The RAE of MPR in comparison to soluble P-fertilizers varied among studies. Sanchez et al., (1997) reported RAEs of 65-85% in western Kenya but on the same soils, Mutuo et al., (1999) calculated the RAE of MPR in the range of 84-98%. Ngoze (2002) reported a RAE of MPR of 75% and 91% for the long and short rains period respectively. Many other studies in western Kenya have found no significant difference in agronomic effectiveness between inorganic P fertilizer and MPR (e.g. Ndungu et al., 2006, Nyambati and Opala, 2014 and Ademba et al., 2015) or better performance by MPR than TSP (Orandi et al., 2021; Opala et al., 2010b). The better performance of MPR than TSP, where it was reported, was attributed to its high reactivity (Szilas et al., 2008) and liming effect (Nekesa et al., 2005; Opala et al., 2010a) and the larger amounts of other nutrients in it than TSP such as Ca, Mg, K, Cu and Zn (van Kauwenbergh 1991; Kihara and Njoroge, 2013). The high RAEs reported for MPR in some studies should however be treated with caution. It has been suggested that the RAE derived from most PR studies is normally overestimated if both TSP and MPR are broadcasted as is the case with most studies reviewed here. If TSP application was localized e.g. by banding in order to increase the efficiency of TSP by reducing the contact between soil particles and fertilizer P, the superiority of TSP would be more prominent resulting in lower RAEs.
Where PRs were co-applied with OMs, results have been inconsistent. This could be attributed to the quality of OMs used in combination with the PR. For example, Waigwa et al., (2003) found that the application of PR alone and in combination with FYM or stover lowered the effectiveness of PR below that of TSP but Opala et al., (2013) found that combining high quality OMs (tithonia and FYM) increased the RAE. In similar studies in western Kenya, Kifuko et al., (2007) showed that the application of FYM with MPR gave the highest cumulative maize yields over three seasons, compared to MPR combined with either chicken manure or sugarcane baggase. Not all studies have, however, found MPR to be an effective phosphorus source. In Central Kenya, Peter (2000) found that the RAE for MPR was only 40%. Omenda et al., (2021) reported that treatments with sole PR gave low yields and did not differ significantly with the control with no P input. Ndeleko-Barasa et al., (2021) similarly reported that TSP had significantly higher grain yields (6.86 Mg ha-1) than MPR (3.0 Mg ha-1) in Upper Eastern Kenya.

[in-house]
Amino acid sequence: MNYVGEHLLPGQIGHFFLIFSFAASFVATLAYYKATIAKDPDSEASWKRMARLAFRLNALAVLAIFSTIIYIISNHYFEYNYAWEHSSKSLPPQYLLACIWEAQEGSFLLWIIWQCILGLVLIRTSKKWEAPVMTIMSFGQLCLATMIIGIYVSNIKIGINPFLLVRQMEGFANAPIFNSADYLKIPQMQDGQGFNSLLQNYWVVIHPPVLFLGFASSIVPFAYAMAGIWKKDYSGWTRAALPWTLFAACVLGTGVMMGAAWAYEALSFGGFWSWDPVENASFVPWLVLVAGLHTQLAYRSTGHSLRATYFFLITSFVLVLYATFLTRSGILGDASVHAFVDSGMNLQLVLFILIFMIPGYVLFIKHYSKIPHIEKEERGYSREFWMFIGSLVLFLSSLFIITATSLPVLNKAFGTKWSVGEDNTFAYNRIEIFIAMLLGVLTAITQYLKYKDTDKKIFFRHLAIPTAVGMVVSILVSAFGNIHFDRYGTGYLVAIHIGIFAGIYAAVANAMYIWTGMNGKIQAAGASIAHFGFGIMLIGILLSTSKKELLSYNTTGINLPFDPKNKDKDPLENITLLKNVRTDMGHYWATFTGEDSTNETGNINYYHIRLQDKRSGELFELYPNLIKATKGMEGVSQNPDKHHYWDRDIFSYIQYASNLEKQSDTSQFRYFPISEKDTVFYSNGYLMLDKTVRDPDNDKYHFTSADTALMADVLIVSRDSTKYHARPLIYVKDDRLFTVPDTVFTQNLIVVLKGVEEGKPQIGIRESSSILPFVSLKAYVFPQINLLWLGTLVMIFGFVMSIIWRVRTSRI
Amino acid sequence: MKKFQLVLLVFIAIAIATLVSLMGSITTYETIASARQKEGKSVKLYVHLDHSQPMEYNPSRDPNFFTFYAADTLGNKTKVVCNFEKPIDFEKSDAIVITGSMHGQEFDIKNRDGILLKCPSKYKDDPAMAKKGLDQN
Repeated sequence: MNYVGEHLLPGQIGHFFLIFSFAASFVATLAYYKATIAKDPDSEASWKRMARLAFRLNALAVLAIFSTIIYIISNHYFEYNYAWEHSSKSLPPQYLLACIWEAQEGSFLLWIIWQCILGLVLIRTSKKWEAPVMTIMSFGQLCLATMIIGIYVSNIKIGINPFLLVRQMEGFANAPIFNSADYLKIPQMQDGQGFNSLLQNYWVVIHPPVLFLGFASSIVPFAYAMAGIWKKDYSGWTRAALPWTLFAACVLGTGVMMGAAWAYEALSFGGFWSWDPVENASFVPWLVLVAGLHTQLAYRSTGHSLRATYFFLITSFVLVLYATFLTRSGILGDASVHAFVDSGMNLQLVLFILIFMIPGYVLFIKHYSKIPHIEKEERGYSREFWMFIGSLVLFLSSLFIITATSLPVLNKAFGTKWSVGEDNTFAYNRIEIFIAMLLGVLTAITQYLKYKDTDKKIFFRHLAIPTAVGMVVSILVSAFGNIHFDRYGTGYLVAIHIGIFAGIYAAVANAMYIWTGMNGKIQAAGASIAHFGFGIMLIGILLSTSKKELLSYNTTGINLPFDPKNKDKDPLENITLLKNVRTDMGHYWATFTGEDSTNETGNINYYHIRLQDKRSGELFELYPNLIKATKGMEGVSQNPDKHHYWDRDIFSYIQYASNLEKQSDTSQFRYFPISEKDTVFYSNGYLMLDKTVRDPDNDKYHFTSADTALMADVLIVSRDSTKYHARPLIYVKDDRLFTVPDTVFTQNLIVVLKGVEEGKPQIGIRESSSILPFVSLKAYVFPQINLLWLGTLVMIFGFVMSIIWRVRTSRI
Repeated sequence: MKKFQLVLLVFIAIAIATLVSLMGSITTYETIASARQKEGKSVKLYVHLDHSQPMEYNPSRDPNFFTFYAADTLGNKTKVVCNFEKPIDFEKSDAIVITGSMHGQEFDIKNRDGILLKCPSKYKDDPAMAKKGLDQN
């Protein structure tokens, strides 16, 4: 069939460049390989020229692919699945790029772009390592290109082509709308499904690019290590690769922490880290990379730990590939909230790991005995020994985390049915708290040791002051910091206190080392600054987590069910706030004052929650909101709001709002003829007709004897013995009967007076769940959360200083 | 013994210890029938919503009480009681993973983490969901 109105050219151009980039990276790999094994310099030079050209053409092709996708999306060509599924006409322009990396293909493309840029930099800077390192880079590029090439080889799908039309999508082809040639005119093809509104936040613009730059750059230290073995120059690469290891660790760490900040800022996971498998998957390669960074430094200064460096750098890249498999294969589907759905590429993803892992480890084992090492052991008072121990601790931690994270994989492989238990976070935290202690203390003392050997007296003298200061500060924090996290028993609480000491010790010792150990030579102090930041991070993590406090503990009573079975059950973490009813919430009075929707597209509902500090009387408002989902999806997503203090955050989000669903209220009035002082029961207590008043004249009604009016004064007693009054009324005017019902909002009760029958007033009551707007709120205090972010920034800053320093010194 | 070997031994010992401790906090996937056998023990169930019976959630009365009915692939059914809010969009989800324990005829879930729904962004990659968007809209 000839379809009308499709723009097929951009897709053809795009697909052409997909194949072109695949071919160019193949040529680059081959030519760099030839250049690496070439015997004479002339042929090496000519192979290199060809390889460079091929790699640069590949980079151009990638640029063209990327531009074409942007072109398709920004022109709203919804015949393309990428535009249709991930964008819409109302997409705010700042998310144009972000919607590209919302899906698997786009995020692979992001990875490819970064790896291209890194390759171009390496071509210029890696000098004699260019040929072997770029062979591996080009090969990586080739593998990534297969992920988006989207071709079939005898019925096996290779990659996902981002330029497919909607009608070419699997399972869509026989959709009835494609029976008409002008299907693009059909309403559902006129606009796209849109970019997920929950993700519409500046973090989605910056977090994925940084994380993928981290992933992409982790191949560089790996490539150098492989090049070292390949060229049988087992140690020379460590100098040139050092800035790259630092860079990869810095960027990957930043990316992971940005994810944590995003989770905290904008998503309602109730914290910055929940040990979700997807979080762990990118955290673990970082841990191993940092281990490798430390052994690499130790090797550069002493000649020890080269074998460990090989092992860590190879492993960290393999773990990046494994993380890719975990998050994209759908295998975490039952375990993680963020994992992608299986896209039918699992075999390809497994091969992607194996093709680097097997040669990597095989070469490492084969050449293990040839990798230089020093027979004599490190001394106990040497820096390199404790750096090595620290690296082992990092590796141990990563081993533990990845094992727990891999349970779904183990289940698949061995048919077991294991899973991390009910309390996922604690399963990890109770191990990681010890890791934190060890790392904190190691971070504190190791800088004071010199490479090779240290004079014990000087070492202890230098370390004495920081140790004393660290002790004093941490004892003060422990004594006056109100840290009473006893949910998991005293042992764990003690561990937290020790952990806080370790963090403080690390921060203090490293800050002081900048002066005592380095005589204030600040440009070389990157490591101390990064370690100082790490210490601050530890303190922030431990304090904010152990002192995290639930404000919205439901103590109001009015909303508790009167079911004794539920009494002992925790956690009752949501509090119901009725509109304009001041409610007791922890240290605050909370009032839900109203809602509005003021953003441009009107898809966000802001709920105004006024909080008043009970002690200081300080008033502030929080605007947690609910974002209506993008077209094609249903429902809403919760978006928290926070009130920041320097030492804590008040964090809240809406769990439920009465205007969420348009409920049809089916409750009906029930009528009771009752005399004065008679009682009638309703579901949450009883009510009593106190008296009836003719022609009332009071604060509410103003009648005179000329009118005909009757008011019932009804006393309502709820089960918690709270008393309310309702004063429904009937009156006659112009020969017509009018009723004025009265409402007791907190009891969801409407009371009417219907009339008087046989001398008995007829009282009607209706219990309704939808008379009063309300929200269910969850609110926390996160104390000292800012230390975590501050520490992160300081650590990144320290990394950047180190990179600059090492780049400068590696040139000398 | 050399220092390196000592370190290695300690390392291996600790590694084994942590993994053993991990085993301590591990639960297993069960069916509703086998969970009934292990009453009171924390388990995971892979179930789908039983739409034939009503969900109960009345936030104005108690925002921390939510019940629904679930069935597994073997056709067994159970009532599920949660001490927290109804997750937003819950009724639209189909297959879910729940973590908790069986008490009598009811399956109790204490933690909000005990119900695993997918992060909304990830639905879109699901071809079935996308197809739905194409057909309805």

Economics and adoption of PRs
Economic analyses were rarely conducted in early studies on PR but some recent studies have analyzed the economics of PR use. The financial benefits, just like the RAEs, of using PRs vary widely. Jama and Kiwia, (2009) found that the agronomic benefits of TSP and MPR were similar but TSP had a slight edge over MPR in financial benefits. Opala et al., (2013) reported negative financial benefits over three seasons when BPR and MPR were used with urea as the N source in western Kenya (Table 3). However, when combined with tithonia, the financial returns were positive for both PRs in seasons with adequate rainfall. The use of MPR was the most attractive treatment in a study by Cheptoek et al., (2021) in western Kenya with an average net income of US$ 2122 over two seasons which was 20% higher compared to NPK. Savini et al., (2016), similarly, reported that use of MPR by farmers in western Kenya could be profitable for maize and soybean production, given that MRRs were above the 100% minimum acceptable rate of return which is a requirement for farmers to change from one technology to another.
Generally, the adoption rates for PRs in East Africa are low. Braun (2007) conducted an in-depth adoption study on adoption of PRs at the sites where ICRAF had conducted experiments. The adoption rates were disappointingly low. For example, in one instance out of the 13 interviewed farmers, none of them was using MPR despite the fact that 11 of them had heard about it. Some of the identified constraints to the use of MPR were its powdery nature which makes it messy to use, labour intensive, costlier than initially anticipated, lack of availability when needed and initial low and variable responses to application (Braun 2007; Vanlauwe and Giller, 2006). In addition, the presence of heavy metals and radioactive materials could hinder its adoption (van Straaten 2002). Paradoxically, Braun (2007) noted that PRs most touted assets, i.e. (local availability and low cost) were found to be the most serious constraints to its adoption.